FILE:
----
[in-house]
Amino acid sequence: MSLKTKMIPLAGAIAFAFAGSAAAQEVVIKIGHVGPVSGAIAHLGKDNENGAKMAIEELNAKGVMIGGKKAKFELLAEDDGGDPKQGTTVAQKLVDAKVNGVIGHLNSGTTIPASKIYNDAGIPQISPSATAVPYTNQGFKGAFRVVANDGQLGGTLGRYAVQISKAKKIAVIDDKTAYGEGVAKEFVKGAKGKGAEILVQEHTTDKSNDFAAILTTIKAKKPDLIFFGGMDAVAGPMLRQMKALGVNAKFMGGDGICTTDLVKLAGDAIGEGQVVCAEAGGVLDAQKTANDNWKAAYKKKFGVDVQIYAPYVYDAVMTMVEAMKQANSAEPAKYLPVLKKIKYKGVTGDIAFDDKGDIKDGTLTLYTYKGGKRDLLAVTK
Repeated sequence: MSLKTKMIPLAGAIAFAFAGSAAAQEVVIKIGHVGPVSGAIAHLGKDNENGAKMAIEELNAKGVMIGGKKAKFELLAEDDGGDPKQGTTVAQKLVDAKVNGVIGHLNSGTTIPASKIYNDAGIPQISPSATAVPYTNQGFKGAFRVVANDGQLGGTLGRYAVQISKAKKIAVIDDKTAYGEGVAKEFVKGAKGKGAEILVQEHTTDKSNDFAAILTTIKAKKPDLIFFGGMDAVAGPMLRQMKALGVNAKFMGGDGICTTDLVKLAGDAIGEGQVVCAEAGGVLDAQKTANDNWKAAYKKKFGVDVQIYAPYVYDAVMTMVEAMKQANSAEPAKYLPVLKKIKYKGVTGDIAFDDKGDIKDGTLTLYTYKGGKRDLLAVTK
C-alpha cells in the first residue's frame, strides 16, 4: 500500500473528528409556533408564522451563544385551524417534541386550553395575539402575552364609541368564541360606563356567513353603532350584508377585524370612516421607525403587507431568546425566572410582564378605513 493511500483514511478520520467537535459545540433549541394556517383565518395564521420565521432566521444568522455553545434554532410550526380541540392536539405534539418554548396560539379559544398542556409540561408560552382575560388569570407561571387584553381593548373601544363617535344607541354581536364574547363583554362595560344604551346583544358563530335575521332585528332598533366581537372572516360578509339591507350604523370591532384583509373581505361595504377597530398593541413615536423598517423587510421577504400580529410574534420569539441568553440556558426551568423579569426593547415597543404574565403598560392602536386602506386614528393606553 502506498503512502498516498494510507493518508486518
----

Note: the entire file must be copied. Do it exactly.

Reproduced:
[in-house]
Amino acid sequence: MSLKTKMIPLAGAIAFAFAGSAAAQEVVIKIGHVGPVSGAIAHLGKDNENGAKMAIEELNAKGVMIGGKKAKFELLAEDDGGDPKQGTTVAQKLVDAKVNGVIGHLNSGTTIPASKIYNDAGIPQISPSATAVPYTNQGFKGAFRVVANDGQLGGTLGRYAVQISKAKKIAVIDDKTAYGEGVAKEFVKGAKGKGAEILVQEHTTDKSNDFAAILTTIKAKKPDLIFFGGMDAVAGPMLRQMKALGVNAKFMGGDGICTTDLVKLAGDAIGEGQVVCAEAGGVLDAQKTANDNWKAAYKKKFGVDVQIYAPYVYDAVMTMVEAMKQANSAEPAKYLPVLKKIKYKGVTGDIAFDDKGDIKDGTLTLYTYKGGKRDLLAVTK
Repeated sequence: MSLKTKMIPLAGAIAFAFAGSAAAQEVVIKIGHVGPVSGAIAHLGKDNENGAKMAIEELNAKGVMIGGKKAKFELLAEDDGGDPKQGTTVAQKLVDAKVNGVIGHLNSGTTIPASKIYNDAGIPQISPSATAVPYTNQGFKGAFRVVANDGQLGGTLGRYAVQISKAKKIAVIDDKTAYGEGVAKEFVKGAKGKGAEILVQEHTTDKSNDFAAILTTIKAKKPDLIFFGGMDAVAGPMLRQMKALGVNAKFMGGDGICTTDLVKLAGDAIGEGQVVCAEAGGVLDAQKTANDNWKAAYKKKFGVDVQIYAPYVYDAVMTMVEAMKQANSAEPAKYLPVLKKIKYKGVTGDIAFDDKGDIKDGTLTLYTYKGGKRDLLAVTK
C-alpha cells in the first residue's frame, strides 16, 4: 500500500473528528409556533408564522451563544385551524417534541386550553395575539402575552364609541368564541360606563356567513353603532350584508377585524370612516421607525403587507431568546425566572410582564378605513 493511500483514511478520520467537535459545540433549541394556517383565518395564521420565521432566521444568522455553545434554532410550526380541540392536539405534539418554548396560539379559544398542556409540561408560552382575560388569570407561571387584553381593548373601544363617535344607541354581536364574547363583554362595560344604551346583544358563530335575521332585528332598533366581537372572516360578509339591507350604523370591532384583509373581505361595504377597530398593541413615536423598517423587510421577504400580529410574534420569539441568553440556558426551568423579569426593547415597543404574565403598560392602536386602506386614528393606553 502506498503512502498516498494510507493518508486518